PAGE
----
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Long-term unemployment can have a detrimental effect on a person's career. The snowball effect can lead to being turned down as a candidate, and thus creating big gaps that trigger employers' concerns about a person's record of employment. The longer this cycle goes on, the less likely the person will be able to get out of it.
But blaming people for their long-term unemployment as a personal choice can be unfair. In many cases, people are forced into long stints of staying at home or picking up odd jobs for no fault of theirs. Illness, dependent care, or simply a tough job market can be the reason.
Having said that, there are also personal preferences that might unnecessarily extend an unemployment period. These factors must be considered early in the process and minimized to avoid prolonging the unemployment.
Here are the most common factors:
Regretting the loss
Unless you have chosen to resign, any other circumstances surrounding the end of your past job can trigger a whole lot of emotions and thoughts. Although the time you take to process what happened and led to the termination can be beneficial in avoiding future mistakes, being immersed in negativity does not help.
You need to pick up the pieces as soon as possible and move forward. With all the lessons learnt, try to make the best of the situation and view your experience as positively as possible under the circumstances. One thing that you should not miss is that your bitterness and inability to move on can impact your tone in interviews and get in the way of securing a new job. That is why you must find a closure to the negative experience and start positively on a new opportunity.
Rethinking the career
After a layoff, many people decide to take time to rethink their career and decide on the next move. Though it can be good to make such a change, taking too much time can be dangerous — not only financially, but also professionally. The time you're spending unemployed and thinking counts against you. If you're totally unclear about which direction you want to take, start applying for jobs similar to the one you had and continue to think.
No one will stop you from making a move later. But remember, even when you are switching careers, being employed helps. So work towards getting started as soon as possible — after a short break.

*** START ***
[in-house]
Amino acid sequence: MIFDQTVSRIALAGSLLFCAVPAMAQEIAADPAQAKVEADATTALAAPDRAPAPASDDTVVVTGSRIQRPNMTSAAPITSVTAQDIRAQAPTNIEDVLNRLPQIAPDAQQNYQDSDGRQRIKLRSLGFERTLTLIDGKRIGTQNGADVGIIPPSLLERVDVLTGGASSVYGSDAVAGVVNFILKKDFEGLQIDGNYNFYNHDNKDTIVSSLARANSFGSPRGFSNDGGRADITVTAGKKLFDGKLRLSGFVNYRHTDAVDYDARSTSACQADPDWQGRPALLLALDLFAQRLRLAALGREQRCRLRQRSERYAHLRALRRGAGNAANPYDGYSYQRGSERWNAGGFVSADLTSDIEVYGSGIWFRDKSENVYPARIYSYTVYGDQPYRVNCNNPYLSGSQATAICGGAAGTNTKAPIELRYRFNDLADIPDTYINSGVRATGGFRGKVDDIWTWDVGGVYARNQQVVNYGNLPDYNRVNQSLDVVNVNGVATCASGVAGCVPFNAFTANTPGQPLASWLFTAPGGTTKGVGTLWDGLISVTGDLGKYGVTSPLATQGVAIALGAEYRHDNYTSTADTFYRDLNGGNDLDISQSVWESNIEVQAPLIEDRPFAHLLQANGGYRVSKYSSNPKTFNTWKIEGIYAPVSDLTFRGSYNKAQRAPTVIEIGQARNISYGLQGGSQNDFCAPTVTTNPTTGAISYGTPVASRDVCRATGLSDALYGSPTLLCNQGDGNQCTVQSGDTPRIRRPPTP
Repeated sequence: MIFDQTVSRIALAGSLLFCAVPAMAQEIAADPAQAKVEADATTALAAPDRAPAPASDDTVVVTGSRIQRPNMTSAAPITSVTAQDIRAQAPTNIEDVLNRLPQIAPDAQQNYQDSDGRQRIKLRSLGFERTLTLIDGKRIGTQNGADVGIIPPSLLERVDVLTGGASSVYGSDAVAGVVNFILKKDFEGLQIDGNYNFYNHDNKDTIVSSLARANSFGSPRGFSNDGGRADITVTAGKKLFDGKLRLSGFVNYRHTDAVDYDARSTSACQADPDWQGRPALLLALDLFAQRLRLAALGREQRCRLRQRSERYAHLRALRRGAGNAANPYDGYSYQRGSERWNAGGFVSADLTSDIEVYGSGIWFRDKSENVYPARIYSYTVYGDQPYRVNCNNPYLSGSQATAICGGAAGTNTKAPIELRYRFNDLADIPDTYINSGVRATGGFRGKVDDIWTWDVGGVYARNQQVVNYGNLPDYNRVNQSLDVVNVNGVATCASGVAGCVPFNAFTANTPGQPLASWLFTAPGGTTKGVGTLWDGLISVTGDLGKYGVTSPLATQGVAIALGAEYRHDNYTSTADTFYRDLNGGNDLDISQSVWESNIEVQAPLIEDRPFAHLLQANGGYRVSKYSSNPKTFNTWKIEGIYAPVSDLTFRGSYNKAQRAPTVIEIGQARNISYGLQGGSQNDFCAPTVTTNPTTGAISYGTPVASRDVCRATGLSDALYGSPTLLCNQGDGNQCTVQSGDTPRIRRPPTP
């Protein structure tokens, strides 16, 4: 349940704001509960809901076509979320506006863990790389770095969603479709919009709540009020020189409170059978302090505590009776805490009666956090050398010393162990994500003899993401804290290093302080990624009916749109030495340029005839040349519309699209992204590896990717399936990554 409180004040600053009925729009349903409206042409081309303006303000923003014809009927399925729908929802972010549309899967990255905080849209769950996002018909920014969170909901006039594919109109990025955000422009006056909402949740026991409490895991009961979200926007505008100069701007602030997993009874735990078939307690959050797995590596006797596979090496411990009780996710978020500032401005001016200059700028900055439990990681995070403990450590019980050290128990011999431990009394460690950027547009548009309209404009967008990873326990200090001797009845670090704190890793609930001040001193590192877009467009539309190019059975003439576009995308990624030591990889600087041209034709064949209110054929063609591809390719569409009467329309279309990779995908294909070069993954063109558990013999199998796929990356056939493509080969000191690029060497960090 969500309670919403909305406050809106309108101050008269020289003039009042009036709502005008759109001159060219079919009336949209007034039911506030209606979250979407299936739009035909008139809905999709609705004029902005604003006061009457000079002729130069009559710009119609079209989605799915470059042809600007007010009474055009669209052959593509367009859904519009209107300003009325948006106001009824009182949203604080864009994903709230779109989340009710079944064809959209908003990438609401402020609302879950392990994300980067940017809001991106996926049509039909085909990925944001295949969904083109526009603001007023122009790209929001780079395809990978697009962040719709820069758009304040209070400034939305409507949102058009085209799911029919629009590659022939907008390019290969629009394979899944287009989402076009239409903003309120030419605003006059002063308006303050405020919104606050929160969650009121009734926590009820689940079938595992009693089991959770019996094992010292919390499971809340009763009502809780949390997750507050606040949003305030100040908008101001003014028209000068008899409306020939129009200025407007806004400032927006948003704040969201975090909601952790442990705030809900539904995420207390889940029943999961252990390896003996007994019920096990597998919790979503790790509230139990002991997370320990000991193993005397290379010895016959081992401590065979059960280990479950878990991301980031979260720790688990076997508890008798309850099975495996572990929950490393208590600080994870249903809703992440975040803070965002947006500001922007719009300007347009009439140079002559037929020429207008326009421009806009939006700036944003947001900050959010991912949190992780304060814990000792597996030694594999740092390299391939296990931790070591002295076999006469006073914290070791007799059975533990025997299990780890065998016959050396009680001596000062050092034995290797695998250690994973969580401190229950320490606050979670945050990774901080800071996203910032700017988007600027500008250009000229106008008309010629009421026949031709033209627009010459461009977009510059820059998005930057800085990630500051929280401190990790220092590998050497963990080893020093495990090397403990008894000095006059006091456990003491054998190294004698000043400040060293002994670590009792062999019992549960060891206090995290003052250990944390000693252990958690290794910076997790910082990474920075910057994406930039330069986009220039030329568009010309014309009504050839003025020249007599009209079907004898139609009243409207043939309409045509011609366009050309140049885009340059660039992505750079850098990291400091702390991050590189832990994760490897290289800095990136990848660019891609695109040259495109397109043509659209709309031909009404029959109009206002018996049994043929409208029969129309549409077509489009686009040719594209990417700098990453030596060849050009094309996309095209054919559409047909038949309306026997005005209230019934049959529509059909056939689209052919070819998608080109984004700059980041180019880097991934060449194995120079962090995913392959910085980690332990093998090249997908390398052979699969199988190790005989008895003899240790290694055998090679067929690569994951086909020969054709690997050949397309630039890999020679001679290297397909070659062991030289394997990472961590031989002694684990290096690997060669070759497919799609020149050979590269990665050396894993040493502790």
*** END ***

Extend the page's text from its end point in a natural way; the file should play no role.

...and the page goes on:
Another reason many people lose valuable time is that they don't take the job search seriously in the beginning. This could be driven by their interest in securing another job that is at the same level to the one they had, or their hopes to find an opportunity that pays more or offers a better title.
Passing up some job opportunities when you are not ready doesn't hurt. What really hurts is sending applications when you are not serious about the job hunt and not following through. Hiring managers won't know when you finally become serious. If you have established that you apply for any and every job, and don't proceed, they probably will set your applications aside.
Many people who worked for long periods with one employer may be hesitant to jump into the job market immediately after a layoff. It may be a combination of concerns regarding how their skills will be perceived and what employers are looking for today. It could also be simply the fact that they are inexperienced with the entire job search process.
The only way to get over this shyness is to simply get started. Go to as many job interview as you can to practice. Although you should take each and every one of them seriously, you still must refine the approach by reviewing what went right and what didn't.
By the time you get to a critical interview of a job that you really want, you will probably be as spontaneous and relaxed as needed to make a positive impression.
Find out what to do when the past haunts your job search
Source: Rania Oteify, Special to gulfnews.com
The writer, a former Gulf News Business Features Editor, is a Seattle-based editor